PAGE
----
Cardinal Keith O'Brien has been forced to resign his post as archbishop effective immediately amid allegations he made advances to younger clergy in his diocese.
"Approaching the age of seventy-five and at times in indifferent health, I tendered my resignation as Archbishop of Saint Andrews and Edinburgh to Pope Benedict XVI some months ago. I was happy to know that he accepted my resignation 'nunc pro tunc' – (now – but to take affect later) on 12 November 2012," O'Brien said in a statement.
"I thank Pope Benedict XVI for his kindness and courtesy to me on my own behalf and on behalf of the people of Scotland, I wish him a long and happy retirement."
UK's The Telegraph reported that O'Brien is not expected to attend the conclave to elect the next pope but it was not yet clear whether he has resigned from the College of Cardinals.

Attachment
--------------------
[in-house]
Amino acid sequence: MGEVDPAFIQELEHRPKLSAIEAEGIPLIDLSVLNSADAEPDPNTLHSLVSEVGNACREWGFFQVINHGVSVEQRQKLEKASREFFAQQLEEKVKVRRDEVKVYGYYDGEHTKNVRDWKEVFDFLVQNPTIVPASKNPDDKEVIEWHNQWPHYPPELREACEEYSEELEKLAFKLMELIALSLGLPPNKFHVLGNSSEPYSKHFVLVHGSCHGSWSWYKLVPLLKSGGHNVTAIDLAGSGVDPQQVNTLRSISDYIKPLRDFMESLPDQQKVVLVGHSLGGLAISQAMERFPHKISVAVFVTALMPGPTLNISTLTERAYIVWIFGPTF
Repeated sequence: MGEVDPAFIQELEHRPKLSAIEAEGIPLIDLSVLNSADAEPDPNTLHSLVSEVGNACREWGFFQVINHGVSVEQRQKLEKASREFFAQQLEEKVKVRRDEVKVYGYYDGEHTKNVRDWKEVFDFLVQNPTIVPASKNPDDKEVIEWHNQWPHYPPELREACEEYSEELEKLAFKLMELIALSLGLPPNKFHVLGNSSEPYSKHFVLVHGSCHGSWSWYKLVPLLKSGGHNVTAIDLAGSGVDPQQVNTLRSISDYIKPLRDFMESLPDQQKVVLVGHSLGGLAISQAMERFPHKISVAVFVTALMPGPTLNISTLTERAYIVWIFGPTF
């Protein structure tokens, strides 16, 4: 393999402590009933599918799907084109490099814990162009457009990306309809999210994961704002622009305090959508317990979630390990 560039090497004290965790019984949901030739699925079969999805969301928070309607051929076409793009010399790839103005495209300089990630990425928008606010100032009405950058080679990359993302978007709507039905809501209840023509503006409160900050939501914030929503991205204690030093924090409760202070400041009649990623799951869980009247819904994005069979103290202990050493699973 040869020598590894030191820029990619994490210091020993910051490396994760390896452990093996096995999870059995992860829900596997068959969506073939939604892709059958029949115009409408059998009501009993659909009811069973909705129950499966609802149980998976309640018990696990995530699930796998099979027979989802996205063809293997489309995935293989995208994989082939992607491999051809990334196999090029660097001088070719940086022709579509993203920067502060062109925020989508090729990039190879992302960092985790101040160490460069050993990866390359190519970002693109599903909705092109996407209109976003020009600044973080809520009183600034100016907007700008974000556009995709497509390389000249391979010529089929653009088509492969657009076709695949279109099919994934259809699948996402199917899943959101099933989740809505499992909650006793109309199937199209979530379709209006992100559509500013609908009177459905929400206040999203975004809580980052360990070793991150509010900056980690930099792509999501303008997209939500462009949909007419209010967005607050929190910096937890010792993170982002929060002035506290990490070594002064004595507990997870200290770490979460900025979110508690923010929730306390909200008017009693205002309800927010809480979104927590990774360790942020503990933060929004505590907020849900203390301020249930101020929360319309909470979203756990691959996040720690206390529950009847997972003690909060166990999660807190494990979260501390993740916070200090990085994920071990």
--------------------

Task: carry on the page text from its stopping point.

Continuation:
O'Brien, the most senior Catholic cleric in Britain, has denied the claims. However, media reports suggest O'Brien was pressured by Pope Benedict XVI to resign.
O'Brien's resignation comes after the Observer reported on allegations by three priests and a former priest dating back to the 1980s. The paper wrote that the four had complained to the Vatican about "inappropriate acts."
O'Brien has been a vocal critic of gay rights, denouncing the government's plans to legalize gay marriage as "madness" and a "grotesque subversion of a universally accepted human right."
He also compared such unions to plural relationships.
"If marriage can be redefined so that it no longer means a man and a woman but two men or two woman, why stop there? Why not allow three men or a woman and two men to constitute a marriage, if they pledged their fidelity to one another?"